The good news is, Idaho made the front page of the New York Times! The bad news is, it wasn’t exactly flattering coverage. The article was decrying Idaho’s new law on noncompete agreements that depresses wages and stifles innovation. The headline read: “Quit Your Job for a Better One? Not If You Live In Idaho.”
Inc. Magazine followed suit with a piece entitled, “Have a Great Startup Idea? Don’t Move to Idaho.” I recently spoke with a venture capitalist who said he would never invest in another Idaho company while the law that gave rise to these articles remains on the books.
How did Idaho acquire this reputation for hostility to startup businesses and upward-mobility? It stems from noncompete agreements, often given to new employees as part of their onboarding paperwork. Some people read them before signing, many do not. These agreements can cover anyone from bankers to hairdressers. Economists have long noted that strict enforcement of noncompetes is harmful because employee mobility is good for economic growth – when employees can freely start new companies or seek higher-paying jobs, incomes go up and the business ecosystem thrives. Noncompetes force employees to stay put and thereby allow employers to pay under-market wages. Accordingly, many states have enacted laws making them harder to enforce. (Note that this is unrelated to trade secrets, which remain fully protected under completely different statutes. Noncompetes prevent employees from seeking new jobs even where no trade secrets are at issue).
While other states are moving to weaken noncompetes, last year the Idaho Legislature bucked this trend and instead turbo-powered noncompetes, making them more enforceable and binding than any other type of contract. The law was passed quickly, with little media attention and before most people knew it was happening. In doing so, the Legislature made Idaho the most hostile state in the nation to employee mobility. They required courts to presume that an employer suffers irreparable harm any time an employee leaves for another job in breach of a noncompete agreement, even where the employee took no customers, no trade secrets, and caused the employer no harm whatsoever. This is not normal in contract law – for any other type of contract you generally must prove harm. Now, in Idaho, it’s presumed, unrebuttably, that an employer is irreparably harmed simply by the employee going to work for a competitor. No employee could have reasonably expected this when they signed an agreement, and no other state has a law like this.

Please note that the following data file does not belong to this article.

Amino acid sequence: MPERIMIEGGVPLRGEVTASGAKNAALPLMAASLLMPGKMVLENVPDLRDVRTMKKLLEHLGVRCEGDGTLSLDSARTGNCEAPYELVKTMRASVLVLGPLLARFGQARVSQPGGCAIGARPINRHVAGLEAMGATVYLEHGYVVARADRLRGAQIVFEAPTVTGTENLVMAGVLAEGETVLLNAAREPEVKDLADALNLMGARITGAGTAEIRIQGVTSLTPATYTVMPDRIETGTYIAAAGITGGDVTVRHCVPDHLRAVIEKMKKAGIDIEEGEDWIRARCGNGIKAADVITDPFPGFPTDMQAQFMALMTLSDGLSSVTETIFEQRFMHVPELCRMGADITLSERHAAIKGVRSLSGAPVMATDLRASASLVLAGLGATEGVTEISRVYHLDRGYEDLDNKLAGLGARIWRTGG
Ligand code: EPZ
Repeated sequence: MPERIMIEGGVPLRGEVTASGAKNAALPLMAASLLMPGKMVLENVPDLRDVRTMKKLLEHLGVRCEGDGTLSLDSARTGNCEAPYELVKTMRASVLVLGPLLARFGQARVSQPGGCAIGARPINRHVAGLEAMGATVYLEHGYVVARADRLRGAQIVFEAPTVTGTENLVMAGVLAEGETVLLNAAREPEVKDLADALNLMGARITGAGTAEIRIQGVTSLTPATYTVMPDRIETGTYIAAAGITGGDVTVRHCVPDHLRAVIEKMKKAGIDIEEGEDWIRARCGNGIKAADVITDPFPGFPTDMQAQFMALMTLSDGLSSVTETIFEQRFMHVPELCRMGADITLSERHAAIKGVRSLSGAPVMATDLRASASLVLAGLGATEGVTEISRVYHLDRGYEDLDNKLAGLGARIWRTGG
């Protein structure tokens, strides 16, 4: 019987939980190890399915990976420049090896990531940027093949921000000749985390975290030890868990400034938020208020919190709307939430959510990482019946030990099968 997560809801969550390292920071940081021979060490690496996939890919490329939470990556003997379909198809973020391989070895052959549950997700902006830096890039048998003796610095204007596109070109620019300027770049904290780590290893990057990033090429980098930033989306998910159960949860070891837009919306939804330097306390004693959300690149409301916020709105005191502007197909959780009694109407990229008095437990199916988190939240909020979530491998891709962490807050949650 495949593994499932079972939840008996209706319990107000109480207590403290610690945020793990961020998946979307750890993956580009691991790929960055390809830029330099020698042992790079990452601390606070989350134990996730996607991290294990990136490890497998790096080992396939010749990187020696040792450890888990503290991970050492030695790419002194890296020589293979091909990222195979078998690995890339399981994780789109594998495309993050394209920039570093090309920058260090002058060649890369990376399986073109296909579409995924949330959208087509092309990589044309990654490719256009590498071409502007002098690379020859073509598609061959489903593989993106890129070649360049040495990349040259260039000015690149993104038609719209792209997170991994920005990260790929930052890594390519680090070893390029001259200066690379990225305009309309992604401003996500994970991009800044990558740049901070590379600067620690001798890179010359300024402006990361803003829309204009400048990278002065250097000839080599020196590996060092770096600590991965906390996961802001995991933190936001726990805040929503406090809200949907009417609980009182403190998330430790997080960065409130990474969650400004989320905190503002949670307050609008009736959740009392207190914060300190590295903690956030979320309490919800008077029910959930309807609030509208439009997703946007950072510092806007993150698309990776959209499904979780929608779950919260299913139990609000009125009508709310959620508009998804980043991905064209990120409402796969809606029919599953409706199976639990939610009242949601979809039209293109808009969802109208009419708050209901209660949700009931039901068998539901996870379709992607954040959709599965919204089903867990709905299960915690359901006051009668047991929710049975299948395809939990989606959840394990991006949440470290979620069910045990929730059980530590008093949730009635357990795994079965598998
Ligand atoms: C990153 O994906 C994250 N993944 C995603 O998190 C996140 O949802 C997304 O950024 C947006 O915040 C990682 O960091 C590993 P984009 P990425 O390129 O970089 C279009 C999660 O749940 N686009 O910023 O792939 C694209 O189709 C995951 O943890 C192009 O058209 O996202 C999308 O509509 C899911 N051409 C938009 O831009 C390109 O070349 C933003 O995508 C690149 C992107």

This new law gives the employer a sledgehammer in court with which to force that employee to leave their new job or shut down their new business. The full extent of the economic harm is difficult to measure because it’s a silent killer – the vast majority of cases will never end up in court because, upon seeing how Idaho law is stacked against them, the employee will simply never look for that better job, or start that new company. Investors will simply not front the capital for a new company, fearing a noncompete agreement could easily shut it down. It’s impossible to measure all the higher-wage jobs not taken, all the startups never launched on account of this law. It also makes it very difficult for startups to grow. They need new talent pouring in, and if skilled employees are prevented from leaving other jobs, those startups stagnate. While there are some established employers who benefit from having their workforce locked in at below-market wages, this law certainly does not help Idaho’s economy grow or its chronically low wages rise.
Happily, ongoing damage can still be prevented by repealing the law next session. I have a bill drafted that does just that and am rallying support to pass it. Some might argue we should go further and discourage noncompetes as other states have done, but at the very least we should go back to treating them like normal contracts as they were before. Please weigh in when it comes up and tell the Legislature you favor economic growth over indentured servitude.
Rep. Ilana Rubel is Assistant Minority Leader in the Idaho House of Representatives